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Thread: Venison jerky, . . . the old way

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    Zealot Dwight55's Avatar
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    Venison jerky, . . . the old way

    OK, . . . native Americans made jerky and none of them used my electric dehydrator, . . . or yours.

    So, . . . how did they make good jerkey?

    What spices did they have and use?

    I'm thinking of trying my hand at it this fall, . . . just don't know how to do it.

    Thanks, may God bless,
    Dwight
    If you can breathe, . . . thank God.

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    Hmmm, excellent question.
    I would guess sun dried, maybe spread on branches and wind dried.
    Maybe smoked, in the teepee?
    As for spices, wow, maybe onion grass, salt?
    I just this week purchased 50 dollars worth of sliced beef, and have been making jerky for days.
    Red Chile, Super jalapeno with Habanero kicker, the first attempt at Lime salt Pepper, on the dehydrator, and last nights batch is marinating (call it "the grab bag" because it has, left over red chile powder, salt, jalapeno mustard, juice from "vinegar peppers", hot sauce, and lots of black pepper), we will see how the last batch turns out.
    You will never be forgotten. RIP Corporal Bradley Coy (USMC)

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    I've seen it done over a campfire before. You make a tripod and drape thin strips across the supports. Then cover it and let it smoke real slow. The longer you cure it the longer it keeps. I reckon you can use whatever spices you want and the smoke will also add flavor. Search for campfire jerky on the Internet and you'll come across all kinds of recipes and instructions.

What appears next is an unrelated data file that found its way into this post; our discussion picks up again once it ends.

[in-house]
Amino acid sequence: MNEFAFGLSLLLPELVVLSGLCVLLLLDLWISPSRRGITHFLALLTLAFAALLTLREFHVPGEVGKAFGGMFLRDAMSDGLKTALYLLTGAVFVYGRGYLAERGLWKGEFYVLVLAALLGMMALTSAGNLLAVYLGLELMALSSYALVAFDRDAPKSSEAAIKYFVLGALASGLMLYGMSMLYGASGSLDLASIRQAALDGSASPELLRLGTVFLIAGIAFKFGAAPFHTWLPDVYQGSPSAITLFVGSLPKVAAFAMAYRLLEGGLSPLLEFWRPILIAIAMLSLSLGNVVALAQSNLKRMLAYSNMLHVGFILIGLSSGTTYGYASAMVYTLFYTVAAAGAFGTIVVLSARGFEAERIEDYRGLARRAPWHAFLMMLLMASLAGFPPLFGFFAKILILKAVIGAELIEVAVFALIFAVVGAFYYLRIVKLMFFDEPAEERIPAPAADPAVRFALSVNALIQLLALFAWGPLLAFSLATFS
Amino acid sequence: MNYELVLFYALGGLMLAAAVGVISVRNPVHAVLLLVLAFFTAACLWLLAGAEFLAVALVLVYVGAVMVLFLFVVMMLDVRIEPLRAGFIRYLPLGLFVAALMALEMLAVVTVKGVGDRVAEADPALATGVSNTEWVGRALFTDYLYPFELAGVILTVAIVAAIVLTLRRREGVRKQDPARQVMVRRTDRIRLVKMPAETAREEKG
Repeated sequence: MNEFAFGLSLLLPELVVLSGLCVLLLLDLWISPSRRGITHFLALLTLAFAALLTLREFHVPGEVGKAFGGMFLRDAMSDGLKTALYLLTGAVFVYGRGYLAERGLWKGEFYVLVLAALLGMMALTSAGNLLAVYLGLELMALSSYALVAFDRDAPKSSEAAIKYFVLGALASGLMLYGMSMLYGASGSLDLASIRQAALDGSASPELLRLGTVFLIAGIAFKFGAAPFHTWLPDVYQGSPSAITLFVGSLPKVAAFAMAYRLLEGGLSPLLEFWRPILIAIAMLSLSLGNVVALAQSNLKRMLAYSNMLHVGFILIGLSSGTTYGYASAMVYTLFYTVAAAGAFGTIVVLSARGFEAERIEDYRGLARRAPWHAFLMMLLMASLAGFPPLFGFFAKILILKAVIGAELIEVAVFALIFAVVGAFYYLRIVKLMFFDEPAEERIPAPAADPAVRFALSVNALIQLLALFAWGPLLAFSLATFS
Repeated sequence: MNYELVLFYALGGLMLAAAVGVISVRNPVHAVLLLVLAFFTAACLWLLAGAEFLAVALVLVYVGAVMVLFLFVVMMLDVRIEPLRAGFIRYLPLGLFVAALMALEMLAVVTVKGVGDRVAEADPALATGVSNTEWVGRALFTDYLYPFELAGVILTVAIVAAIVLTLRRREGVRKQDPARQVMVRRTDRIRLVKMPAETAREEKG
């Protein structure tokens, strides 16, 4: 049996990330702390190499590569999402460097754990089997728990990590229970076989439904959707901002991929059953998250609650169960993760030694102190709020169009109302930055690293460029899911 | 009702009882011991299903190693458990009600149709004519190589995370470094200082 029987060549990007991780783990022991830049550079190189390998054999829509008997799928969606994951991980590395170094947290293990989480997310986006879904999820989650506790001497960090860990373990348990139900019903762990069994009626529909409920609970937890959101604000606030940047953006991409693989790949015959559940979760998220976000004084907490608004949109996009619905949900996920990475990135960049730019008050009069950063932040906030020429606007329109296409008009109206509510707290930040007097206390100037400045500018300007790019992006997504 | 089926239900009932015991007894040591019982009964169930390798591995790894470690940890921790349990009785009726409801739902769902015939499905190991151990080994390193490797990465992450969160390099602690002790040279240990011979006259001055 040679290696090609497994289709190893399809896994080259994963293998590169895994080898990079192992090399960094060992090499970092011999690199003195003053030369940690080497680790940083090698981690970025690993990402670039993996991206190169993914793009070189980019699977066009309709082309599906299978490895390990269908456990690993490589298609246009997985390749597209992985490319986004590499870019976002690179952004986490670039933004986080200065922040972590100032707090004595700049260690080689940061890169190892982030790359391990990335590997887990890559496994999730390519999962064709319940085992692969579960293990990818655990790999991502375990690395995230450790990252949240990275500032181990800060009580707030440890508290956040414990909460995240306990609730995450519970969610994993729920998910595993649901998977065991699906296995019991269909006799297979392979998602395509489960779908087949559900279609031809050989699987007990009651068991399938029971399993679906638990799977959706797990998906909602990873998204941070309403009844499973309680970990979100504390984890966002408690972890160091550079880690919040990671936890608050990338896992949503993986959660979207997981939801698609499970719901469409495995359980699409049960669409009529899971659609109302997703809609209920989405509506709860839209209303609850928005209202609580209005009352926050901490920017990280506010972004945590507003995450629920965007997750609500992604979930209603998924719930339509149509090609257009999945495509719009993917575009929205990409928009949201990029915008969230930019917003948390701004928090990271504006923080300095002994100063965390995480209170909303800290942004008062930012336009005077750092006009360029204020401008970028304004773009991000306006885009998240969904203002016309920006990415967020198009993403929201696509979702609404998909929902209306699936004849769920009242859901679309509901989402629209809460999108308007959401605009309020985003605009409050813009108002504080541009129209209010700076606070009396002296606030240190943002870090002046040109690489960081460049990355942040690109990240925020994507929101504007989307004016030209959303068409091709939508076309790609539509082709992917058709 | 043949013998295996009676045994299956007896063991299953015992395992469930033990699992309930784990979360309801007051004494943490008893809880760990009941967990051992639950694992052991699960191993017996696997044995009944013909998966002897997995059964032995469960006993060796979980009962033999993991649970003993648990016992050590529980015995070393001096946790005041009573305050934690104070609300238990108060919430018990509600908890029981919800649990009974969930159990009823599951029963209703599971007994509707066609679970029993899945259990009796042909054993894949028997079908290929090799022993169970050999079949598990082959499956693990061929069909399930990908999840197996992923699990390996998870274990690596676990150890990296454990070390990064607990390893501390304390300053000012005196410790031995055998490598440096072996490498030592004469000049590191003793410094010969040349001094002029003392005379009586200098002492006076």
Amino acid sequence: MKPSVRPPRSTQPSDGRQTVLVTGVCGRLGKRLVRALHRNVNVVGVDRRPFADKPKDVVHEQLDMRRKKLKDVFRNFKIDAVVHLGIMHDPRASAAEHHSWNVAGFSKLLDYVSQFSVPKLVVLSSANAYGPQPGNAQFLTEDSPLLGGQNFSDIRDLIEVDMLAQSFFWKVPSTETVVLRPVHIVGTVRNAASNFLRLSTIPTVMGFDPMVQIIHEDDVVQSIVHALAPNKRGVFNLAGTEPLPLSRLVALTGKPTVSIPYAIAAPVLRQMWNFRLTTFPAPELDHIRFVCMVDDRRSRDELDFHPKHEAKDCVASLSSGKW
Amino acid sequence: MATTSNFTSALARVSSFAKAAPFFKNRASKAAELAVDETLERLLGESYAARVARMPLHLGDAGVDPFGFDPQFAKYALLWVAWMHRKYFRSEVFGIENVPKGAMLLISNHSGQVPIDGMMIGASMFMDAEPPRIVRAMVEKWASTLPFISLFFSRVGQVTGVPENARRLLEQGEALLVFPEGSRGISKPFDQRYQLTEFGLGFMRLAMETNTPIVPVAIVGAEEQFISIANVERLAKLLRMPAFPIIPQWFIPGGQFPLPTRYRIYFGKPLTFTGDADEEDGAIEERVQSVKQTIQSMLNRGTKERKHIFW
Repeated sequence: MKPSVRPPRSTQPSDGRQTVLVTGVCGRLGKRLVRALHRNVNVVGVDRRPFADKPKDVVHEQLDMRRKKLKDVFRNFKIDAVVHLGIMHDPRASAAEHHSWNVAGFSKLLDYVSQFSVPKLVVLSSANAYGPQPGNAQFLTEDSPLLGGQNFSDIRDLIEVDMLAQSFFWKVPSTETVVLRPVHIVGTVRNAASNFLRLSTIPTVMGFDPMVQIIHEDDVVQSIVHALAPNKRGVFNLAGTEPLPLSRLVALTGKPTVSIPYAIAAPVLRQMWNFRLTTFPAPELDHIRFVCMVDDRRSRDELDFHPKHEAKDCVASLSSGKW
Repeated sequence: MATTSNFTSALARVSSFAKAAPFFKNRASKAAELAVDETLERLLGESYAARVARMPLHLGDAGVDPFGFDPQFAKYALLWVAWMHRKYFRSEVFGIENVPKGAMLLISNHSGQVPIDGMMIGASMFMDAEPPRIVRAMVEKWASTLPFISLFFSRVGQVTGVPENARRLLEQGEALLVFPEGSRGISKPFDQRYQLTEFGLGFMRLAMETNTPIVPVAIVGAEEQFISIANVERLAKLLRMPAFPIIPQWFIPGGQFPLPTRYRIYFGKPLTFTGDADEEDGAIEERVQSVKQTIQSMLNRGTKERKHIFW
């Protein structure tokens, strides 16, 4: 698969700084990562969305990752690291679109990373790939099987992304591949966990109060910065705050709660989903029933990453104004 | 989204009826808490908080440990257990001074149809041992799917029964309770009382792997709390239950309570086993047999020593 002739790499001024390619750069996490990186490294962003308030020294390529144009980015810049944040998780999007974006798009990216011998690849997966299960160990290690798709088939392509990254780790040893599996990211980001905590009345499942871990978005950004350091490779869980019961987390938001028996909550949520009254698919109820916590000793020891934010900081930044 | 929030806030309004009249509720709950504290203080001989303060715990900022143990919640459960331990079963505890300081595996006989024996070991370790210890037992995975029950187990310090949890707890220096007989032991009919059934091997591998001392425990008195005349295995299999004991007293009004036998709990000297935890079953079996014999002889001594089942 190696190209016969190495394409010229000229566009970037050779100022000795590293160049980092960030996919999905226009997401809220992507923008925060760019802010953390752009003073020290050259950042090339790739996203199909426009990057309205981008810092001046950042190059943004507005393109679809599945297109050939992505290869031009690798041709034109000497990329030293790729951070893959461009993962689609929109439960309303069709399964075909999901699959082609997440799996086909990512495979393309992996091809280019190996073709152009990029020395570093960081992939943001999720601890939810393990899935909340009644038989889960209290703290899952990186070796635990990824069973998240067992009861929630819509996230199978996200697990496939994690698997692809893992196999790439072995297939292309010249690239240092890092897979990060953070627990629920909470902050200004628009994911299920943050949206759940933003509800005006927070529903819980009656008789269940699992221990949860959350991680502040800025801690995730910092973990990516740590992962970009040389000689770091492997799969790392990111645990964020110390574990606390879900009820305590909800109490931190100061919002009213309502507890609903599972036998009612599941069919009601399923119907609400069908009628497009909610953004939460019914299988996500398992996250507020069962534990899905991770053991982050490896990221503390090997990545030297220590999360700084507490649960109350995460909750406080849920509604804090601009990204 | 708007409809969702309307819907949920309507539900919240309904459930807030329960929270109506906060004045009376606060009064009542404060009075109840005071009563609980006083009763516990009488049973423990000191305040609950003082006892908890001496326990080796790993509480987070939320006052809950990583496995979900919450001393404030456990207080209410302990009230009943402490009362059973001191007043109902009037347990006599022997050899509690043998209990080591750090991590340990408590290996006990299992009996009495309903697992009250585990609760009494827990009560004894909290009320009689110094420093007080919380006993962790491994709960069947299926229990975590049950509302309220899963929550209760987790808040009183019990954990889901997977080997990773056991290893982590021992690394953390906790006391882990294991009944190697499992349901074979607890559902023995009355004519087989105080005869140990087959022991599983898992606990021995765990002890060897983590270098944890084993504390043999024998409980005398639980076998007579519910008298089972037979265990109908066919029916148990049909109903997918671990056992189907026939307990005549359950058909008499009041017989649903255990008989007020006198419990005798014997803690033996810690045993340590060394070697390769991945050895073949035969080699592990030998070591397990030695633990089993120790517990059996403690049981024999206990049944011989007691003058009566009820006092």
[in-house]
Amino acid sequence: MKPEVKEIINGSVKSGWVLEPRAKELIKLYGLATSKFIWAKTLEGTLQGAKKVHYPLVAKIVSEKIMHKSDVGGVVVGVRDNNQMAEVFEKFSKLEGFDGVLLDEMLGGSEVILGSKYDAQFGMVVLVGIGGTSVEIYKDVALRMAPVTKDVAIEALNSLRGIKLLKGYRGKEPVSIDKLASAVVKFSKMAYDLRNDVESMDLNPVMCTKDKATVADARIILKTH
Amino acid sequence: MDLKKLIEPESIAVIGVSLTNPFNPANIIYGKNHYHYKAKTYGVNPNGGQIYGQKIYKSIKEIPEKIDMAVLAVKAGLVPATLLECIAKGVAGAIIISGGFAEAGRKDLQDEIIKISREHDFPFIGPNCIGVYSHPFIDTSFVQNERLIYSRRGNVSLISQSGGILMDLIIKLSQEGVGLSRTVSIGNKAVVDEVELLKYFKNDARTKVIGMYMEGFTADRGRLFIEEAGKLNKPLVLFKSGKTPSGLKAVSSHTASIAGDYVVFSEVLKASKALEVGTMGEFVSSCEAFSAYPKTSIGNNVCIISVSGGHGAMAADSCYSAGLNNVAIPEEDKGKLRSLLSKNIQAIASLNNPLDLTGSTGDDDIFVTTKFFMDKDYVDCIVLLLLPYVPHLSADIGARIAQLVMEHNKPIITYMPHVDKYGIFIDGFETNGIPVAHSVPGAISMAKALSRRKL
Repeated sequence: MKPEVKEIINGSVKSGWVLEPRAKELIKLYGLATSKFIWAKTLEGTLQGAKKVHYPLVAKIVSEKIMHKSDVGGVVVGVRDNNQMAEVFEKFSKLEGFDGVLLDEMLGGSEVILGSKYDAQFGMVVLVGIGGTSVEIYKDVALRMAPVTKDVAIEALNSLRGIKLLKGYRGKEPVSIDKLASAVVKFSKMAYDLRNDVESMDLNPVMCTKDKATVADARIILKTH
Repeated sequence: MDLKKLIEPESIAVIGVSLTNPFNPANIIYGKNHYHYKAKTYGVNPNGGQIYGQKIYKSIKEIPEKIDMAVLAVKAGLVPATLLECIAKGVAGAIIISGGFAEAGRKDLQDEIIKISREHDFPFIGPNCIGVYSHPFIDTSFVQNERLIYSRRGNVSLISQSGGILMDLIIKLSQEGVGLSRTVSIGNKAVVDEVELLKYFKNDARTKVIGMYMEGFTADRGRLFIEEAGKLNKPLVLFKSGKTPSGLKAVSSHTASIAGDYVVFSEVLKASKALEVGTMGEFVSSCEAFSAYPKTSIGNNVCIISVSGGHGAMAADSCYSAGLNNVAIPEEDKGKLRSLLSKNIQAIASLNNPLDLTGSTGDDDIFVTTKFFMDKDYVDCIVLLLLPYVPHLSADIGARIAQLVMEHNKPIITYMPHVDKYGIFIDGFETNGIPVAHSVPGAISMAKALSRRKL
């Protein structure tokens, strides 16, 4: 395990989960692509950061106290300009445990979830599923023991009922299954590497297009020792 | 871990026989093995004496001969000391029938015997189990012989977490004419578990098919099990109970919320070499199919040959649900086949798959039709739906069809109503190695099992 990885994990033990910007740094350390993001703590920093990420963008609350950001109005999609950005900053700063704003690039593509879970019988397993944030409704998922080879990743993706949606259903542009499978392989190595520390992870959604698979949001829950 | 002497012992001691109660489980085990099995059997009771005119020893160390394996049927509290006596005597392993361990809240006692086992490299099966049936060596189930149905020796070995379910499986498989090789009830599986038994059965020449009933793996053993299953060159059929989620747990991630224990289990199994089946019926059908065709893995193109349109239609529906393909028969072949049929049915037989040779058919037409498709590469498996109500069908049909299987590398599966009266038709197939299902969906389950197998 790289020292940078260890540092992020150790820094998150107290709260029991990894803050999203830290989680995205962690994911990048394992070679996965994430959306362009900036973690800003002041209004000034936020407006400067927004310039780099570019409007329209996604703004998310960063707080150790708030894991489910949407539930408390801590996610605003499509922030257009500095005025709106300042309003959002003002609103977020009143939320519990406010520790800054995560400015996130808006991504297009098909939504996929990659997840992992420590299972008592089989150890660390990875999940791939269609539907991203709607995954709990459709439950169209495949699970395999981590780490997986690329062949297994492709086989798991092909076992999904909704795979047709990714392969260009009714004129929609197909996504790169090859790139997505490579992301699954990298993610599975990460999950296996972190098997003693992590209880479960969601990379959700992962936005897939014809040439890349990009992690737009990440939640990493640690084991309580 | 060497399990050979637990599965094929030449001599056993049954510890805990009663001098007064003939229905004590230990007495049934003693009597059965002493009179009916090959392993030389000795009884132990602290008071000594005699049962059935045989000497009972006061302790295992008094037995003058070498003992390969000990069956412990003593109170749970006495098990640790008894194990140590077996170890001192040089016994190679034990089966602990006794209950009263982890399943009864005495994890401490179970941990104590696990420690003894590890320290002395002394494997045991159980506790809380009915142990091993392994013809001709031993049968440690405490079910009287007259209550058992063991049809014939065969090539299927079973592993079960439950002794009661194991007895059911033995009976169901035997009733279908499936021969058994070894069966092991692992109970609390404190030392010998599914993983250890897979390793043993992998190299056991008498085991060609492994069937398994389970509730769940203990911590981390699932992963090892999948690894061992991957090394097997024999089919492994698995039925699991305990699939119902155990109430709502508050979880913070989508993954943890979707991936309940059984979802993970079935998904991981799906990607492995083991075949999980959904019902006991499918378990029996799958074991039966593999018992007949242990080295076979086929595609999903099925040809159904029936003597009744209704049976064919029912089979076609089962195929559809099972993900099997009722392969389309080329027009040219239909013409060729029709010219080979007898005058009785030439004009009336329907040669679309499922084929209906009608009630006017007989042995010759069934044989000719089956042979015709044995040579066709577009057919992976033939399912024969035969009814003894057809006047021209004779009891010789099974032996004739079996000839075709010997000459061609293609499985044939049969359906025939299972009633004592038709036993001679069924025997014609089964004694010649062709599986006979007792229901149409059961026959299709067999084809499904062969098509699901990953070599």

Here's a picture of one setup


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    Us American Indians (I refuse to use the guvmint Native American term) would pound the meat thin (a flat rock works well) and just before it gets to the quarter inch thickness, add some dried berries to it. Salt was available but not used much. Bear grease can be pounded into it also.

    Use a rack and hang out in the sun, turning every two hours or so.

    For longer keeping - smoke it as Arklatex shows above.

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    Woo-hoo, . . . now we're cookin, . . .

    I'm thinking I can already see my Joann fabric 50% off coupon, . . . some canvas, . . . and a smokin' teepee in my future.

    Thanks, folks, . . .

    Funny, . . . how just a little bit of help, . . . usually helps out a lot.

    May God bless,
    Dwight
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    Quote Originally Posted by Dwight55 View Post
    Woo-hoo, . . . now we're cookin, . . .

    I'm thinking I can already see my Joann fabric 50% off coupon, . . . some canvas, . . . and a smokin' teepee in my future.

    Thanks, folks, . . .

    Funny, . . . how just a little bit of help, . . . usually helps out a lot.

    May God bless,
    Dwight
    Hey Dwight - did you ever try doin this? It's on my first up list for this spring...starting with a permanent smoking tipi.
    Those who dream of the banquet, wake to lamentation and sorrow.
    Those who dream of lamentation and sorrow, wake to join the hunt.
    ~ZhuangZi

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    Zealot Dwight55's Avatar